The ultimate compliment to being able to catch the football is the ability to get open. In order to so, a receiver must have quick, agile feet along with an ability to disguise his intentions up until the last minute.

Brandin Cooks is a phenomenal route runner, according to him at least. During an interview on his Pro Day he stated “I feel like I got the best routes in this draft, and I came out here and proved it.” As bold as this statement may sound, there is some merit behind it. The former Badger has incredible acceleration and incredible footwork, allowing him to break in and out of his cuts fluently and quickly. Cooks also sinks his hips into his cuts, allowing him to break out of them in no time.

Odell Beckham Jr. is also a high quality route runner, sinking his hips during his cuts as well. Beckham has displayed his quick feet and agility in the past, and there is no doubt that he will be able to transfer these talents to the professional level. Although Beckham does have a slight are to improve upon when regarding the  extreme details of his breaks, for the most part he is a prolific route runner.



Physicality is above all what Brandin Cooks lacks. Although his size may play a factor in this area of play, it is still a problem nonetheless. At Oregon State, Cooks experienced some trouble when pressed at the line of scrimmage, and that will be only more of a problem in the NFL. Cooks was dominated play in and play out when jammed, and was often times forced to alter his route. Cooks was also completely ineffective when run blocking, and at times would even run out of bounds to avoid contact.

Odell Beckham Jr. is also troubled by a below-average body frame, although he is much more capable of adapting to it. Beckham is still able to free himself from the press relatively easily, using his quick hands and feet to ward off the defender. The former Tiger was also inefficient when asked to block, although he never backed down from the challenge even if it was against a larger defender.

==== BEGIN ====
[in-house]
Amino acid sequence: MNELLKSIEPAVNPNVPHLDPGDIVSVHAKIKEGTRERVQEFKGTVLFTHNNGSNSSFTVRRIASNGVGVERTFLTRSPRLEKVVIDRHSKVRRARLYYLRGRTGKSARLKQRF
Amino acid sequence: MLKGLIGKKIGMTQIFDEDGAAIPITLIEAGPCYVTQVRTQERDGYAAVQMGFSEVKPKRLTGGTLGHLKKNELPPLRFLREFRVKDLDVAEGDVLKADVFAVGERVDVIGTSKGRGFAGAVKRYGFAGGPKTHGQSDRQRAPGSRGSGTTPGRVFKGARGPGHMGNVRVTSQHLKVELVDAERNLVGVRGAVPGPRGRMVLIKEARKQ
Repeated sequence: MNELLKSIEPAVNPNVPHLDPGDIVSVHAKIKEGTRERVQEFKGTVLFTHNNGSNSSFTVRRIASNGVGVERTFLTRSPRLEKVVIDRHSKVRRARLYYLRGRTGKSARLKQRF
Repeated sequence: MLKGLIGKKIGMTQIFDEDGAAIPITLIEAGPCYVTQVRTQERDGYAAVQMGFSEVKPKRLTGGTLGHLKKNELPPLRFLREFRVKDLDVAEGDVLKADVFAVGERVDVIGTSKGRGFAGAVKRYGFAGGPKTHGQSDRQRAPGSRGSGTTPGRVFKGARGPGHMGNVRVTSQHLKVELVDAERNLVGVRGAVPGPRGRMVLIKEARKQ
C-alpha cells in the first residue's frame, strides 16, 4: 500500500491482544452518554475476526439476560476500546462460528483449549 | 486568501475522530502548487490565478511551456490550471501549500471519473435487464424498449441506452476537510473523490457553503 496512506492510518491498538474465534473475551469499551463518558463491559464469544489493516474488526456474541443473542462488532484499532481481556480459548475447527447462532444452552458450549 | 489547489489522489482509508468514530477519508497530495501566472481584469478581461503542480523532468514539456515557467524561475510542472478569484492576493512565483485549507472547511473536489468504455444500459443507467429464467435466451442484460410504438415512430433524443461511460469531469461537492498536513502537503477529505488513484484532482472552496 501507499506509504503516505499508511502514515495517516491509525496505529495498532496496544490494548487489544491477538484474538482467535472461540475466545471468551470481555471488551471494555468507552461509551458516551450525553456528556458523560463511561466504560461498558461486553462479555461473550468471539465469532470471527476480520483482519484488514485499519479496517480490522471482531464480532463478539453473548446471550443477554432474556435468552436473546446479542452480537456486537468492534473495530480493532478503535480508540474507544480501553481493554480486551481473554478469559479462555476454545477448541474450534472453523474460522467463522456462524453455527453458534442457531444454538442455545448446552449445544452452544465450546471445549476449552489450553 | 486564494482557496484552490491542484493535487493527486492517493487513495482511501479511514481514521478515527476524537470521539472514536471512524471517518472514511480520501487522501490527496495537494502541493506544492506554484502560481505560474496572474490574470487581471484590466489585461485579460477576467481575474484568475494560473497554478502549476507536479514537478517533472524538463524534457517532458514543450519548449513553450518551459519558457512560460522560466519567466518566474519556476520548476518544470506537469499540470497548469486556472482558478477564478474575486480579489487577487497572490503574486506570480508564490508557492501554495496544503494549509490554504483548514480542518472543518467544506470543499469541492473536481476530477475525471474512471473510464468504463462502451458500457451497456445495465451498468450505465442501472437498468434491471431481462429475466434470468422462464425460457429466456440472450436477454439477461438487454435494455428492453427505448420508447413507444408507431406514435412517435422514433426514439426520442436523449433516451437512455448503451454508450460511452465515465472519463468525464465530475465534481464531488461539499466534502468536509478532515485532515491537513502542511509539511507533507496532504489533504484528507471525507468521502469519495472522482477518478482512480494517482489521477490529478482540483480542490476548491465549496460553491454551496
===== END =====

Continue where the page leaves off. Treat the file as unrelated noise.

Both of these receivers excel in making plays after the catch, yet another important attribute for a wide receiver to have.

Nov 3, 2012; Corvallis, OR, USA; Oregon State Beavers wide receiver Brandin Cooks (7) catches the ball and runs for a touchdown against the Arizona State Sun Devils at Reser Stadium. Mandatory Credit: Scott Olmos-USA TODAY Sports

This year at Oregon State, Brandin Cooks averaged 20.2 yards per reception, an absolutely mind-boggling number. Cooks is gifted with electric speed (4.33 40-yard dash) and is able to use his speed to break away from opposing defenders. Brandin Cooks prides himself on being elusive and hard to catch, something that constantly results in extra yardage. When watching him play with the ball in his hands, one can tell that Cooks’ mind is constantly working, breaking down each possible scenario and determining the best way to elude defenders. Cooks has proven that he can turn short throws into long gains, which provides crucial momentum shifters in a football game.

Odell Beckham Jr. has also more than proven to make plays with the ball in his hands via his extraordinary return-ability. Beckham has shown his ability to find the open lanes down the field and create a huge gain. Although Beckham lacks the type of speed Cooks has, he is still extremely fast and can make plays with his feet consistently after the catch. The one note of concern in this area for Beckham is that in 34 career starts he has only accumulated 12 receiving touchdowns, meaning that he is not constantly breaking free from defenders to finish the play. Although he exceeds all expectations, he does need to get into the endzone much more often if he wants to benefit his team in the long run


OVERALL ADVANTAGE: Brandin Cooks, Oregon State

Brandin Cooks is a slightly more dynamic player than Beckham, and his advantage in both the hands and route running categories help benefit his case greatly. Although Odell Beckham Jr. is also a phenomenal football player, it would make more sense for the Jets to draft Cooks if given the choice between the two.